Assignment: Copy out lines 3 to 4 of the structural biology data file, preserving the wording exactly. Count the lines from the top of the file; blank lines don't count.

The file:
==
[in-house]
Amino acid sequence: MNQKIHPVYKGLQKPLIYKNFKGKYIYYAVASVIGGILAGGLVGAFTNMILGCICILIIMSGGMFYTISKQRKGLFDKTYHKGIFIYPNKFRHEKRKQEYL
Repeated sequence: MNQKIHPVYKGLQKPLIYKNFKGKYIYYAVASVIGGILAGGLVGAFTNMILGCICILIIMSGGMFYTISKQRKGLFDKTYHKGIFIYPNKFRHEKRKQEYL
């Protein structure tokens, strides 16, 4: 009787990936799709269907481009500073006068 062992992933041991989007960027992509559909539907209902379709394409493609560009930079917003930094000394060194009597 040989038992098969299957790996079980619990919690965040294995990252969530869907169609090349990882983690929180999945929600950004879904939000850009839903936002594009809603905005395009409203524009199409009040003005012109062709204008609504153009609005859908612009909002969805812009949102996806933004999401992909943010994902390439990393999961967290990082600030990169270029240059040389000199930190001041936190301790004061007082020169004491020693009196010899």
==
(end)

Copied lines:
Repeated sequence: MNQKIHPVYKGLQKPLIYKNFKGKYIYYAVASVIGGILAGGLVGAFTNMILGCICILIIMSGGMFYTISKQRKGLFDKTYHKGIFIYPNKFRHEKRKQEYL
């Protein structure tokens, strides 16, 4: 009787990936799709269907481009500073006068 062992992933041991989007960027992509559909539907209902379709394409493609560009930079917003930094000394060194009597 040989038992098969299957790996079980619990919690965040294995990252969530869907169609090349990882983690929180999945929600950004879904939000850009839903936002594009809603905005395009409203524009199409009040003005012109062709204008609504153009609005859908612009909002969805812009949102996806933004999401992909943010994902390439990393999961967290990082600030990169270029240059040389000199930190001041936190301790004061007082020169004491020693009196010899």